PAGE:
Milestones is a tabloid type newspaper published by the Philadelphia Corporation for Aging and distributed free in Philadelphia and downloadable online. It’s the usual party line pep talk stuff.
Their November 2017 issue included an article about suicide. Here’s how I responded.
I was appalled by your article on suicide among the elderly. Milestones reaches a large, diverse audience with a tabloid type newspaper. You have a rare opportunity to share accurate information and raise concerns. Instead, you present a simplistic view of a complex subject, in a way that could actually harm the very people you are targeting for help.
(1) The article conflates suicide with depression. The truth is, not all suicidal people are depressed, and not all depressed people are suicidal. Yet following an opening paragraph on suicide, the article segues into a discussion of depression, without making this distinction.
For many people, suicide can be viewed as a rational response to a diagnosis of Alzheimers or any other condition that removes the person’s opportunity to live pain-free and with dignity. Pain is not always responsive to treatment and side effects of medications can be so horrific as to take away all quality of life. The view of all suicide decisions as irrational is based on values, not medicine or science.
Last year, the New York Times Magazine reported the suicide of Sandy Bem, a distinguished research psychologist diagnosed with Alzheimers. She was perfectly sane; she just wanted to avoid the miserable life that lay ahead. In her book Never Say Die, Susan Jacoby describes a man who could no longer live alone, after living in solitude for many years and valuing his privacy; he stole his caregiver’s car keys, drove to a bridge and jumped. She argues that he should have had easier access to death, not psychiatric treatment.
To put this in context, at one point the CIA gave cyanide tablets to spy pilots who were in danger of crashing into POW camps. For many innocent elderly people, a nursing home will resemble a POW camp, but with no possibility of rescue and no opportunity to live a good life afterward. About 1/6 of nursing home residents are subject to abuse, and that’s a conservative estimate, omitting behaviors that deprive people of their peace and dignity; tying someone to a chair in front of a television set is considered normal.
Your article totally ignores this issue, suggesting that people want to die to avoid being a burden. Some just want to live a life free of pain and misery. Think of Patrick Henry’s “Give me liberty or give me death.”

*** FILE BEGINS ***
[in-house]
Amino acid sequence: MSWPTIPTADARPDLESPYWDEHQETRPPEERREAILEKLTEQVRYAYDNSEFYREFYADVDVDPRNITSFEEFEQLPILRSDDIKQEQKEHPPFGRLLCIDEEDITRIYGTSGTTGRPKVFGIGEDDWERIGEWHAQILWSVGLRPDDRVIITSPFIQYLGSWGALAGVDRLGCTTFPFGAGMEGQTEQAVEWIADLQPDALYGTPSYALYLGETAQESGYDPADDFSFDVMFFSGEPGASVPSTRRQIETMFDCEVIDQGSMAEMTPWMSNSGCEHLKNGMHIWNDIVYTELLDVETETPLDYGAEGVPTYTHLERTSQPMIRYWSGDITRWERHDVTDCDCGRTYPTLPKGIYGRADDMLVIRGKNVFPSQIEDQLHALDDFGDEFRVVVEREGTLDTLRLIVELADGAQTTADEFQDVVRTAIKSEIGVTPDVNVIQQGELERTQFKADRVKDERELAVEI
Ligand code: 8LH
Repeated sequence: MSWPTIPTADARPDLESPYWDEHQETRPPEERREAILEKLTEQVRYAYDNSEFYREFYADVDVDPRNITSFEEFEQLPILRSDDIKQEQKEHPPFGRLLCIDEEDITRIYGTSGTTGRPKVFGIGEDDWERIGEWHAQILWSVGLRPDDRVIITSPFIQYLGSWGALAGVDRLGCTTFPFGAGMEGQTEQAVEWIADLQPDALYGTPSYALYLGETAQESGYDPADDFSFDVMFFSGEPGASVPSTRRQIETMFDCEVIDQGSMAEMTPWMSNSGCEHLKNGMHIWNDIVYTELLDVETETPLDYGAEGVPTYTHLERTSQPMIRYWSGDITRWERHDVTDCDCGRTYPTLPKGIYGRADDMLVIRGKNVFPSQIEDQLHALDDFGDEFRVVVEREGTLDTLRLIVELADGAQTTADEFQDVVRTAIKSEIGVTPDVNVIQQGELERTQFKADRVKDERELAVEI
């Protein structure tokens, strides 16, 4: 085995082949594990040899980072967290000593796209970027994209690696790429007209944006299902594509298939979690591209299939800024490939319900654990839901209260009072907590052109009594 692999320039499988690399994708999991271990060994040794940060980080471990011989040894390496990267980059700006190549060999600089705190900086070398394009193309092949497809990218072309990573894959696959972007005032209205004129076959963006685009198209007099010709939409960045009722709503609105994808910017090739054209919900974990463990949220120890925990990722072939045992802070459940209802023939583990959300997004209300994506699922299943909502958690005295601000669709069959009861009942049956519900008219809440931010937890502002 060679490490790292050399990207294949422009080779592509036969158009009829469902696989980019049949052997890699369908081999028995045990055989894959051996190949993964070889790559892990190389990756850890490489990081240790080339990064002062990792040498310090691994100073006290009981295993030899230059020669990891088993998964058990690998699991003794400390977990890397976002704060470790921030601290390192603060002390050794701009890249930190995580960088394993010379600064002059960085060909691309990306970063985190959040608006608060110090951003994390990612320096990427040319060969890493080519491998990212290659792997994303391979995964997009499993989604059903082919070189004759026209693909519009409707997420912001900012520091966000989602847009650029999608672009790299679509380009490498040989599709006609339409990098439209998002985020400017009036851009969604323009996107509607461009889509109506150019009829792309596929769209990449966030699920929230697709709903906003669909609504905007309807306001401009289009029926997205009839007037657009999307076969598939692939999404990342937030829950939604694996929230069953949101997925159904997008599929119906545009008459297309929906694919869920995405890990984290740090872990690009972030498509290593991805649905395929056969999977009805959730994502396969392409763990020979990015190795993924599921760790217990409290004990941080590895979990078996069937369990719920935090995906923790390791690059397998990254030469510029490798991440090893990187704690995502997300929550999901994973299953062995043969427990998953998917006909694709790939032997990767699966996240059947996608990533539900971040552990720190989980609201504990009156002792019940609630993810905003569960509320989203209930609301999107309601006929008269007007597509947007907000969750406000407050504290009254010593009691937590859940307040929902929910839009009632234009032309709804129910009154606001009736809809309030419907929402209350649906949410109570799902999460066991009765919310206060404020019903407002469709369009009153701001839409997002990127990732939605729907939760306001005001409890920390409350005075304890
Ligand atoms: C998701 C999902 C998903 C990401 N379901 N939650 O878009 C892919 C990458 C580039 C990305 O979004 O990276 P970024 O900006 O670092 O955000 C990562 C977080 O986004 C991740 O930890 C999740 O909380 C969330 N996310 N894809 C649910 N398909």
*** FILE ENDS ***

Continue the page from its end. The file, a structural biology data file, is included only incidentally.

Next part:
(2) In lieu of Patrick Henry, the article quotes someone named Patrick Arbore, an Ed.D. Apparently he says, “depressed older adults often respond positively to intervention,” and, “In most cases their depression can be treated.”
“Often” and “most” aren’t exactly scientific terms or precise quantifications. Often could mean 51% or even “not rare,” i.e., 10-30%. Why aren’t you quoting statistics, which are easily available on the Internet?
Anything can be treated, but not all treatments have good outcomes. The truth is that only the most severe cases of depression respond to medications. There’s a strong placebo effect. Treating depression isn’t like giving someone aspirin for a headache; you have to work with the medications, trying one and then making modifications. Talk therapy has been indicated as more desirable for sadness associated with life events, such as bereavement.
(3) The article suggests that older people avoid therapy because of the stigma. People who came of age in the sixties — who are now in their sixties and seventies — grew up with therapy. They know that therapists differ widely in skill and experience. And they can’t find the good ones, let alone pay the going rate.
The New York Times has reported that only 55% of mental health professionals accept Medicare, compared to 86% of other medical professionals. Anyone seeking treatment faces an uphill battle to find a provider, let alone someone who’s competent and experienced with the relevant age group.
Another NY Times article found that 27% of people with depression were not receiving treatment. At the same time, about 29% of those being treated for depression were not clinically depressed; they were receiving unnecessary, potentially harmful treatment.